Here’s the news of the week – and how we see it here at McAlvany Wealth Management:
Earnings May Not Be Enough
Last week, stocks set some new technical highs on the strength of a record number of corporate share buybacks. Debt is the source of funds for these buybacks rather than cash from operations. Companies borrowed a record $747 billion in the first quarter of this year. They were not only eager to scoop up shares after December’s 15% swoon in stock prices, but also keen to obfuscate as much as possible a 2% to 4% decline in S&P 500 earnings for the same quarter.
In spite of all that, stock prices began to stumble a little this week. Earnings, though well hyped, still lack the organic growth component that gives investors confidence to push stocks to even more extreme valuations. Consequently, stock bulls had trouble keeping the momentum going. The indices finished in mixed fashion, with tech fairing a bit better than the industrials (see the scores). Keep in mind that overseas growth has begun to decelerate again, contrary to what the ECB had to say in its last meeting. This, too, should begin to weigh on stock prices – not only here at home, but globally. Incidentally, 40% of S&P 500 earnings come from operations overseas.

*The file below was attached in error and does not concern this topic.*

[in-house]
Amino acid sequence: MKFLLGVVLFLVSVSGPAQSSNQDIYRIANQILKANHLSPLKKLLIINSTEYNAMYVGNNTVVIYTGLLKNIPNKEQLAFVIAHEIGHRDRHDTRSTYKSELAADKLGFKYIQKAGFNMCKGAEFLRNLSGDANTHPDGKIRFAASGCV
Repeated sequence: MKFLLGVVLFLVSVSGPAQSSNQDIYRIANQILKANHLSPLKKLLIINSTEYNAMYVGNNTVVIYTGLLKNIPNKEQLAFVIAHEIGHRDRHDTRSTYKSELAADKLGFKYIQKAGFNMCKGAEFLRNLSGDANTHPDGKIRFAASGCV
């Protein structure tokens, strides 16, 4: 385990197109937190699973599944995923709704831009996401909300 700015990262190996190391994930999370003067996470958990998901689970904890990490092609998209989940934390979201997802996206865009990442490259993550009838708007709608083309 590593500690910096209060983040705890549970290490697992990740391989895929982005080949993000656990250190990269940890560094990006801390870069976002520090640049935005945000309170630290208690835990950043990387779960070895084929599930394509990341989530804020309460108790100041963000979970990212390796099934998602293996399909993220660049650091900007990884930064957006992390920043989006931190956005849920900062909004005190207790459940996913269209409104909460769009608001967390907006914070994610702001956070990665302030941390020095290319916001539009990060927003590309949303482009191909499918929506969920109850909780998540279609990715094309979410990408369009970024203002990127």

Away from stocks, Treasuries began to rally again. I believe this is another sign of “risk off,” as flows from stock ETFs begin to move into fixed income. The dollar spiked higher, not necessarily on its own merits, but against a decline in both the euro and the British pound. Renewed weakness in that region has brought about more chatter regarding a dovish ECB. This, along with a lower-than-expected GDP price index of 0.9%, helped the metals regain some technical footing that may give way to higher prices down the road. A retesting of $1,350 for gold still seems a reasonable goal over the near term. Oil was rangebound near $65 before it dropped on Trump’s promise of lower prices.
Next week, we’ll have both Fed and BoE policy meetings, as well as some economic data that will begin to reveal whether a second half recovery is in order or not. Intel, IBM, and Amazon executives were doubtful in their latest earnings calls.
VP Investment Management